Justice Secretary David Gauke has unveiled plans to introduce the Civil Liability Bill to parliament. The new Bill includes changes to the way the discount rate is set.
Commenting, Emma Hallinan, Director of Claims Policy and Legal at the Medical Protection Society (MPS), said:
“The Government’s plan to create a fairer system for setting the discount rate in England and Wales is welcome news. A balance must be struck between the interests of the claimant, and the affordability of rising clinical negligence costs to society.
“Getting the framework right and ensuring the rate is reviewed at least every three years should mean we avoid further sudden shocks to the cost of compensation at a time when costs are already at risk of becoming unsustainable.
“We hope to see this Bill progress through parliament swiftly, and for the independent expert panel to be established straight away so the current discount rate can be reviewed as soon as the legislation comes into force.”
Emma Hallinan gave evidence to the Justice Select Committee inquiry into the framework for setting the discount rate on 1 November 2017.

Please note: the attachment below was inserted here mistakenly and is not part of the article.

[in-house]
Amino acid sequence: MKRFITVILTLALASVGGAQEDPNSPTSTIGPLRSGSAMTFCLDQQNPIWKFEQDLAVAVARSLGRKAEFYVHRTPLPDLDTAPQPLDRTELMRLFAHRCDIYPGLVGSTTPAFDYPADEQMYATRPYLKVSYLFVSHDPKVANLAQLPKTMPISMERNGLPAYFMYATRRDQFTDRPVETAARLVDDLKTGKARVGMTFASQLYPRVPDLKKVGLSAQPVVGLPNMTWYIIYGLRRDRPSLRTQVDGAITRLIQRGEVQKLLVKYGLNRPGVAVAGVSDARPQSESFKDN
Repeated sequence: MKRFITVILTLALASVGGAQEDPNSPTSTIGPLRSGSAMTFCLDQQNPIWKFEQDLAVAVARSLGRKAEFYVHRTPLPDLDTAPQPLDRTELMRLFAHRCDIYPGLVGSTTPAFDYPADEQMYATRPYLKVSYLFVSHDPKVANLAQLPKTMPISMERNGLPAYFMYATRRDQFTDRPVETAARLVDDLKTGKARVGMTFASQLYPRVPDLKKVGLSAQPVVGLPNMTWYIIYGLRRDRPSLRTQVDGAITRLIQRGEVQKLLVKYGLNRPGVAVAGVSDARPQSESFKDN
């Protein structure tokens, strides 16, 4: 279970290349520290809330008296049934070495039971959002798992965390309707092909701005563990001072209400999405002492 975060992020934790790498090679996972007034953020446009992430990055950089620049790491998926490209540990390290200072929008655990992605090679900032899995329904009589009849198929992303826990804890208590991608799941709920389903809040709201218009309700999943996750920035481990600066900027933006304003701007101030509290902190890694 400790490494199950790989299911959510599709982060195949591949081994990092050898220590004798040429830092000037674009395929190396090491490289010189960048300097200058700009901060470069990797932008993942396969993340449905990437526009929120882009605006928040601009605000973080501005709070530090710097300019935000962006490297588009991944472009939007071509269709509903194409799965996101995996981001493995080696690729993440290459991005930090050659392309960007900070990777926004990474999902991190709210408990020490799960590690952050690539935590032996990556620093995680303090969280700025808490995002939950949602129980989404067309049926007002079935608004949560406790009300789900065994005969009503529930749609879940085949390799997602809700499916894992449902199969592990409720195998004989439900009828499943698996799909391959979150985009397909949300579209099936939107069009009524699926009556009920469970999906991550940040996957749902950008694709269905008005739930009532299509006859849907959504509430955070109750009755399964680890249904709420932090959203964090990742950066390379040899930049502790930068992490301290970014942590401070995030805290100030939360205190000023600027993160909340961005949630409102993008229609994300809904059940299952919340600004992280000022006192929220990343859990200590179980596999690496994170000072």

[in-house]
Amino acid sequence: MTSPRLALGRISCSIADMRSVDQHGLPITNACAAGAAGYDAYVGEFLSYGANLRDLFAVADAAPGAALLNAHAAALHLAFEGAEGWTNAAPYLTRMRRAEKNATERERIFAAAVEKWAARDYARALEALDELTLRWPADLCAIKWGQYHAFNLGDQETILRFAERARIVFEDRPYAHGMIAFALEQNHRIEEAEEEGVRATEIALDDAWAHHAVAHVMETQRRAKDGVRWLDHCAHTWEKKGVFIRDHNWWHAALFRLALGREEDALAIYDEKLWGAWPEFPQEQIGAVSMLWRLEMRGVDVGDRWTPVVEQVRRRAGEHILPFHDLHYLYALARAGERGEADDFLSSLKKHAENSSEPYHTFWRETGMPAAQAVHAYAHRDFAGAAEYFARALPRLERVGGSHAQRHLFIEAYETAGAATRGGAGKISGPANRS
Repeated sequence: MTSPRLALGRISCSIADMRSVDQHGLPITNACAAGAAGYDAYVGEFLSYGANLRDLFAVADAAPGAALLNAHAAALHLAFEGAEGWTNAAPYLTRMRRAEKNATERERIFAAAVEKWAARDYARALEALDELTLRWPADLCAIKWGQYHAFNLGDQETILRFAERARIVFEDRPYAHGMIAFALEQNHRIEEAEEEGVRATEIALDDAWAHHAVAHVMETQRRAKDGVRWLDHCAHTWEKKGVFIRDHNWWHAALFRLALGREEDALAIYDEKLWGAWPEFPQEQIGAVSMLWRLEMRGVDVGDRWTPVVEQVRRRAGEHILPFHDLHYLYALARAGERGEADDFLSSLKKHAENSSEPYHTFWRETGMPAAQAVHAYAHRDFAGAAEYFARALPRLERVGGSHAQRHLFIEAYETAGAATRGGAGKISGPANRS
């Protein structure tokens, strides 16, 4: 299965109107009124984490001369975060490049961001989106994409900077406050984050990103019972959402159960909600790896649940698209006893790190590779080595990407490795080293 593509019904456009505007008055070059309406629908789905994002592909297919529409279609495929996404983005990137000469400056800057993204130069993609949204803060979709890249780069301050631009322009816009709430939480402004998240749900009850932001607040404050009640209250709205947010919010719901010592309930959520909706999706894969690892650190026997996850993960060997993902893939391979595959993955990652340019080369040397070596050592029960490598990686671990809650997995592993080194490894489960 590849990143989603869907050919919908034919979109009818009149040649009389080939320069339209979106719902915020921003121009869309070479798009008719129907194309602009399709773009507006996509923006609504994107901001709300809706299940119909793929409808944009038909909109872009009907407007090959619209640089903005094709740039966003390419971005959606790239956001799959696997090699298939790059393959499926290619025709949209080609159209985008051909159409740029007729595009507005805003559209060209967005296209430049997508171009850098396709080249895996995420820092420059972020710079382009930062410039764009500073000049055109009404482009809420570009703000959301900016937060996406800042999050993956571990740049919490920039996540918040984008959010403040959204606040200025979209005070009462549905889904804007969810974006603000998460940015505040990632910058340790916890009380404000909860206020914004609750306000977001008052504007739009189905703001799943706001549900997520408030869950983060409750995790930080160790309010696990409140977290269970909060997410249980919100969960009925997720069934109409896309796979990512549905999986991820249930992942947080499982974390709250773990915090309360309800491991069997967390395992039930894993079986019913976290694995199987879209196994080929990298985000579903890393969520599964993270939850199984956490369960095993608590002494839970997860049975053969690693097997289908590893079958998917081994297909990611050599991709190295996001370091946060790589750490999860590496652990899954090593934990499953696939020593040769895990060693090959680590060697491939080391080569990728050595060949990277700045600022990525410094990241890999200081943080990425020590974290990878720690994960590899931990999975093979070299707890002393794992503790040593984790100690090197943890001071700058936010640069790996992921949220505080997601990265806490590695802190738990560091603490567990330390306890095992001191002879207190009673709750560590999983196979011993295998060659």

MPS, alongside many other organisations including the BMA, NHS Confederation and Academy of Medical Royal Colleges wrote to the Justice Secretary David Gauke in February urging him to reform the way the discount rate is calculated as soon as possible.
In 2016/17 the NHS spent £1.7bn on clinical negligence claims. This is up from £1.5bn in 2015/16, and since 2010/11 spend has almost doubled – a 98% increase – which equates to an average increase of 12% every year.
If spend continues to increase at the same rate, the NHS could be paying out £3bn a year by 2021/22.
The change in the discount rate in March 2017 (from 2.5% to minus -0.75) increased the cost of compensation for claims where there are future costs such as care costs or loss of earnings. It exacerbated an already challenging situation.
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